Terebinthina Canadensis (U. S. P.)—Canada Turpentine.
"A liquid oleoresin obtained from Abies balsamea (Linné), Miller"—(U. S. P.) (Pinus balsamea, Linné; Picea balsamea, Loudon).
COMMON NAMES: (Of oleoresin) Canada balsam, Balsam of fir; (Of tree) Balsam fir, Balm of Gilead fir, Balsam spruce, Hemlock fir.
ILLUSTRATION: (Of Abies balsamea) Bentley and Trimen, Med. Plants, 263.
Botanical Source.—This is a small, handsome tree, rarely above 30 feet high, and having a regular pyramidal head. The leaves range from 1/2 to 3/4 inch in length, evergreen, linear, obtuse, bright-green above, silvery-white underneath, with a grooved line above, and an elevated one beneath. The male flowers are yellow, numerous, axillary, solitary, and about as long as the leaves; the female catkins are lateral, cylindrical, erect, and green; the bracts are obovate, tipped with a point, somewhat minutely toothed, and shorter than the broad, compact scales. The cones are 2 or 3 inches in length, about 1 inch broad, erect, cylindric, lateral, reflexed on the margin, shining, and purplish (G.—W.).
History.—This tree inhabits the northern portions of the United States and British North America, also lower latitudes on highly elevated situations. The juice procured from it is known by the names of Canada balsam, Balsam of fir, Canada turpentine, etc. It may be obtained by making incisions into the tree, but more generally by collecting the fluid, which is discharged from the cavities containing this oleoresin, which forms between the wood and the bark. Large amounts are gathered in the province of Quebec. After allowing the trees to rest for 2 or 3 years, they are again punctured but yield less oleoresin than when first tapped. Abies Fraseri, Pursh, of the mountains from New England to North Carolina also yields balsam of fir, [image:18649 align=left hspace=1]as well as Abies canadensis, Michaux (compare Pix Canadensis).
Description.—Canada balsam is described by the U. S. P. as "a yellowish, or faintly greenish, transparent, viscid liquid, of an agreeable, terebinthinate odor, and a bitterish, slightly acrid taste. When exposed to the air, it gradually dries, forming a transparent mass. It is completely soluble in ether, chloroform or benzol"—(U. S. P.). Alcohol does not completely dissolve it, while ether and oil of turpentine dissolve it, and solution of potassa forms a soluble soap with part of its resin. Canada balsam is extensively used in microscopic investigations, as a cement, to impart a greater transparency to certain objects, and to preserve and mount objects. It is also employed in the construction of Nicol's prism, an essential part of polarizing microscopes.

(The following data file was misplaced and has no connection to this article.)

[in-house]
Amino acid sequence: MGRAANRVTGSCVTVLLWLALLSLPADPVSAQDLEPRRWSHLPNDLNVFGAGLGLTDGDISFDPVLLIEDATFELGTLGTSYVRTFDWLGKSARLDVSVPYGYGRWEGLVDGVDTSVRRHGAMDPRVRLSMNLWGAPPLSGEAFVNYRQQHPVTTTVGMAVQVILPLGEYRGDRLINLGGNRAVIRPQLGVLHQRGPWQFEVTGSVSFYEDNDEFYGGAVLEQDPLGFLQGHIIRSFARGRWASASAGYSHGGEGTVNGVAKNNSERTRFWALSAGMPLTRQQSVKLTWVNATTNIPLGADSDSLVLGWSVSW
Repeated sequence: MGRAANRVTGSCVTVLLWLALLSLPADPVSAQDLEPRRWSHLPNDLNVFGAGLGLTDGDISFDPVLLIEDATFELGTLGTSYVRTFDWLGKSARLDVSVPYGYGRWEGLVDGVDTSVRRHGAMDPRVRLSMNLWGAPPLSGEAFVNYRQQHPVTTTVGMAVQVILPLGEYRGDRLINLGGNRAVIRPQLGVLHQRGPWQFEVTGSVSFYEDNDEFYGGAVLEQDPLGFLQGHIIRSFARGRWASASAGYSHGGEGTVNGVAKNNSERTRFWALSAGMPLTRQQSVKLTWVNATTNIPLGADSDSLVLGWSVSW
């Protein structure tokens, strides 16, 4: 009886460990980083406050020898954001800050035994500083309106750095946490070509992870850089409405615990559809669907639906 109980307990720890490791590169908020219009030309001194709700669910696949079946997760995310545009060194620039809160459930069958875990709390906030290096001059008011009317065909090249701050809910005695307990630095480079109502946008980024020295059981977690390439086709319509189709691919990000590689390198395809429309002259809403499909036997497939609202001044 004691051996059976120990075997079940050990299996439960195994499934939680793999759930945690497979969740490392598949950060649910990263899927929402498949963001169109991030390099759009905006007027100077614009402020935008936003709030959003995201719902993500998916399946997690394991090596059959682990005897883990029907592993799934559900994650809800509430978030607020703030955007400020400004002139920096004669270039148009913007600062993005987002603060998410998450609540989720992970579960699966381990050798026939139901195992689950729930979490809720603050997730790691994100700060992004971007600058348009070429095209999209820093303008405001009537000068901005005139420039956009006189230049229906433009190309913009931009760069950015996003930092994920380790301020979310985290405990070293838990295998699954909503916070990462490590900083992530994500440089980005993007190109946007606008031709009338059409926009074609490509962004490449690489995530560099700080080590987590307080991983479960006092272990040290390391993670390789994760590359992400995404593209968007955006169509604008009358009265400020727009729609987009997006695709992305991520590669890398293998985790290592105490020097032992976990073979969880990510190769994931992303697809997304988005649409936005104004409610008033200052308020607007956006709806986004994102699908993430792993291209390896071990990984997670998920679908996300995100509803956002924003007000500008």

Chemical Composition.—According to Flückiger, this balsam (or rather oleoresin), consists of resin soluble in alcohol and ether (60 per cent), resin soluble in ether, insoluble in alcohol (16 per cent), and volatile oil (about 24 per cent). The latter, distilled from fresh leaves and cones of Abies balsamea, Miller, was proved by C. G. Hunkel (Amer. Jour. Pharm., 1895, p. 9) and H. L. Emmerich (ibid., p. 135) to contain laevo-pinene and laevo-bornyl-acetate.
Action, Medical Uses, and Dosage.—In large doses, Canada balsam acts upon the bowels, and is apt to cause nausea. In small doses it increases the urinary secretion, and also acts as a stimulant to the general system. Its vermifuge properties are inferior to those of the oil of turpentine. From its direct stimulating action on mucous tissues, it has been found a very efficient internal remedy in gonorrhoea, gleet, chronic mucous inflammation of the bladder, chronic laryngitis, bronchitis, catarrh, mucous diarrhoea, hemorrhoids, and rheumatic affections. In gonorrhoea, where the use of copaiba is not desirable, I have found Canada balsam an excellent substitute in the following combination, viz.: Take of Canada balsam, 2 fluid ounces; oil of turpentine, 4 fluid drachms; spirits of nitric ether, 8 fluid ounces; pulverized camphor, 2 drachms. Mix these together. The dose is 1 fluid drachm, 3 times a day. In cases where the inflammatory symptoms have been subdued, pulverized kino, 2 drachms, may also be added (J. King).
Applied to the skin, Canada balsam produces redness and slight irritation; and is frequently employed as a stimulant to indolent and erysipelatous ulcers; it likewise enters into the composition of several salves and irritating plasters. The dose of Canada balsam varies from 5 to 20 grains, which may be repeated 2 or 3 times a day. It may be administered in emulsion, or in pill form. When mixed with about 1/28 part of its own weight of calcined magnesia, Canada balsam solidifies in about 12 hours (P.).